Biological Laboratory Practices

Biological Safety Cabinets are primary containment devices that protect the personnel, immediate laboratory, research and teaching environment from exposure to biohazard agents, animals, or materials. Other devices, such as the Laminar Flow "Clean Benches", provide product protection only and must not be used when working with any form of biohazard. Environmental Health & Safety (573) 882-7018 must be contacted prior to use of any new or relocated Biological Safety Cabinet or Laminar Flow "Clean Benches".

Biological Safety Cabinets have been divided into three primary classes (Class I, II, and III) based on primary containment capability, design, and cleanliness. Class I and II cabinets are partial containment devices with an air barrier between operator and biohazard work area. Class III cabinets are "absolute" containment devices with a physical barrier between operator and biohazard work area. Refer to the "CDC/NIH Biosafety in Microbiological and Biomedical Laboratories" publication for specific Biological Safety Cabinet information: Biological Safety Cabinets must have annual inspection and certification if used as primary containment.

Laminar Flow "Clean Benches" is a not primary or secondary containment device. They provide the horizontal or vertical positive pressure flow air environment for product protection only. The horizontal flow clean benches are used in clinical, pharmaceutical, and laboratory facilities without toxic, infectious, radioactive, or sensitizing materials. The vertical flow clean benches are useful for certain manipulations of clean materials (e.g. pouring agar plates, etc.) but must not be used for biohazard materials. All Laminar Flow "Clean Benches" must have a "Product Protection Only" label on the front of the bench. These labels are available by contacting Environmental Health & Safety at (573) 882-7018.


Safety Procedures for Biological Safety Cabinets

  1. The cabinet must be on at least 5 minutes before starting biohazard work.
  2. Operate the cabinet hood sash at the manufacturer's design criteria.
  3. Never work with the cabinet UV light source illuminated.
  4. The researcher should wear a closed-front lab coat (or surgical gown) and gloves.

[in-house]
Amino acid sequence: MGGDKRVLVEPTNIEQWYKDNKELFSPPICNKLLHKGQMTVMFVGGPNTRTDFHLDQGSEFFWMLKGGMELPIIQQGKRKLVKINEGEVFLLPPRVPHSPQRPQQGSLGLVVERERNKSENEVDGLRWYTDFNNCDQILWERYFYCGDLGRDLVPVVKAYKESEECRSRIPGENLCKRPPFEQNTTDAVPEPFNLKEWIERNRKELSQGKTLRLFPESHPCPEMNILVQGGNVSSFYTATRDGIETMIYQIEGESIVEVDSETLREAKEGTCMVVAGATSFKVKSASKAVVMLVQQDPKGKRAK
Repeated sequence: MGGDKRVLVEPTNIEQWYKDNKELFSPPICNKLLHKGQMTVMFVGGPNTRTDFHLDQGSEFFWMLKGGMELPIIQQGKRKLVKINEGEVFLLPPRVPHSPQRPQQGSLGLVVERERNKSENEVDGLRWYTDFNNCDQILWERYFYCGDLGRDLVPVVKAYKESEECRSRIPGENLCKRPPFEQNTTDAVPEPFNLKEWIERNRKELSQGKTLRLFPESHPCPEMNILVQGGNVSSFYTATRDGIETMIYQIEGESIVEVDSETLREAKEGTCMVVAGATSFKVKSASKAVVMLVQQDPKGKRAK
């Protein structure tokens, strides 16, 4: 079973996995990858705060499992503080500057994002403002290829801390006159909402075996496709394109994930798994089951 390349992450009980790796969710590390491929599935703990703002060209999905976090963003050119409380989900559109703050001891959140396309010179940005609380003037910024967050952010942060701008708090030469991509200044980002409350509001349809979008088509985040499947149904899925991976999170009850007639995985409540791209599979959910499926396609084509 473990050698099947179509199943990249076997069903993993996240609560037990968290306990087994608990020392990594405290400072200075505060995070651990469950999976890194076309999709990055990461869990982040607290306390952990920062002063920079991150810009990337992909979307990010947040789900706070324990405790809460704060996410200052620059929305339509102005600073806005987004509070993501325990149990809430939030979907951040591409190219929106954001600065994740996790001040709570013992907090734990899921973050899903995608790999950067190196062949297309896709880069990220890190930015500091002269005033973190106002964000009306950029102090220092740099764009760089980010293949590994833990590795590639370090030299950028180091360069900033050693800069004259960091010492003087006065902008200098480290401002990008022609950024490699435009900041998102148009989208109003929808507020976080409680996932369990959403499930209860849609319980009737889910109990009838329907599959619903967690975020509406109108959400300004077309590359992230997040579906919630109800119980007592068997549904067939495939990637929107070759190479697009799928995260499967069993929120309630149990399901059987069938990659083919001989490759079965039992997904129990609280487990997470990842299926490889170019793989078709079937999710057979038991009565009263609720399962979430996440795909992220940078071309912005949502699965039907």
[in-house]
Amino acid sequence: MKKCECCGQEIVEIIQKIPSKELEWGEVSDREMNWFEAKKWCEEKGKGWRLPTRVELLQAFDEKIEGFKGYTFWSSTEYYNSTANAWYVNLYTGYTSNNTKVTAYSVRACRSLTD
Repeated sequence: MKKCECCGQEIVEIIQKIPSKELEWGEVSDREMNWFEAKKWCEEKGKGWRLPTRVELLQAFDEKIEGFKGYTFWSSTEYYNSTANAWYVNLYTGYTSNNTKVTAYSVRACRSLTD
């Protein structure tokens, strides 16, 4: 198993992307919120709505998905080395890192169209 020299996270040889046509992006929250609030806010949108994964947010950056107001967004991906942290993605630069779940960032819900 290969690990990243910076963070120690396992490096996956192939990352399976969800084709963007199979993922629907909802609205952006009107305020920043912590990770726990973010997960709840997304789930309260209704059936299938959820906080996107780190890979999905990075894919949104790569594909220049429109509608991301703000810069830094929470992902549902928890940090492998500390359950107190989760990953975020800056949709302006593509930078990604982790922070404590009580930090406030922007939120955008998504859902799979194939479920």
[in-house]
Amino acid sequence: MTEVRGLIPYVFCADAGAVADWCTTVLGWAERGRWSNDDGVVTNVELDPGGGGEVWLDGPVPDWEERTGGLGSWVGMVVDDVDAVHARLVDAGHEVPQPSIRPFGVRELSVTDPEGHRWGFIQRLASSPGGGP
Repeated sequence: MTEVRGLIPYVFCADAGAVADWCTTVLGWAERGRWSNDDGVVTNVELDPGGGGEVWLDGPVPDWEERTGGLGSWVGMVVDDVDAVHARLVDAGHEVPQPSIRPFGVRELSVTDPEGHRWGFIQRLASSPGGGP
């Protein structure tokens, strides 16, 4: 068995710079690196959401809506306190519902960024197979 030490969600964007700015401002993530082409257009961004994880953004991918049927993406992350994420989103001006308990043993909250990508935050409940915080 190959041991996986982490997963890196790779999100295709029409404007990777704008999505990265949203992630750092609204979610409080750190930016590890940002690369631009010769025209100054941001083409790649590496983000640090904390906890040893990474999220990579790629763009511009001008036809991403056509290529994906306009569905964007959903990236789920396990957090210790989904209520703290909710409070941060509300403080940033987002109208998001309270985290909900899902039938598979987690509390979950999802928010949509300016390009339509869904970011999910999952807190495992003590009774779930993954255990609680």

5. The gloves should overlap the lab coat or surgical gown cuffs.
  6. Perform planning, start-up, wipe down, loading, work practice, purging, unloading, final wipe down and shutdown conscientiously in accordance with good microbiological techniques.
  7. All handling materials needed should be placed in the cabinet before initiating biohazard work to minimize in-and-out motions.
  8. Do not overload the containment area or block front, side, or rear air grills which will reduce or restrict air flow and compromise product or personal protection.
  9. All biohazard work should be at least four inches in front of the cabinet's front grill.
  10. When in use, the lab entry door must be kept closed and traffic minimized.
  11. Do not use electric fans in the room when the biological safety cabinet is operating ­ this will seriously effect the unit's airflow.
  12. Develop procedures for the collection and decontamination of waste materials to avoid clutter and minimize in-and-out motions
  13. Decontaminate the cabinet with an appropriate disinfectant at the end of each operation.
  14. Periodic use of 1-10% household bleach in water is acceptable, but chlorine is corrosive (70% ethanol or quaternary ammonium compounds may also be used if effective against agent).
  15. All biological safety cabinets must be certified for use when first installed, any time the unit is moved or repaired, and on an annual basis.For further information on the use, inspection, compatibility, containment level or selection of biological safety cabinets please contact the Biological Safety Professional at (573) 882-7018.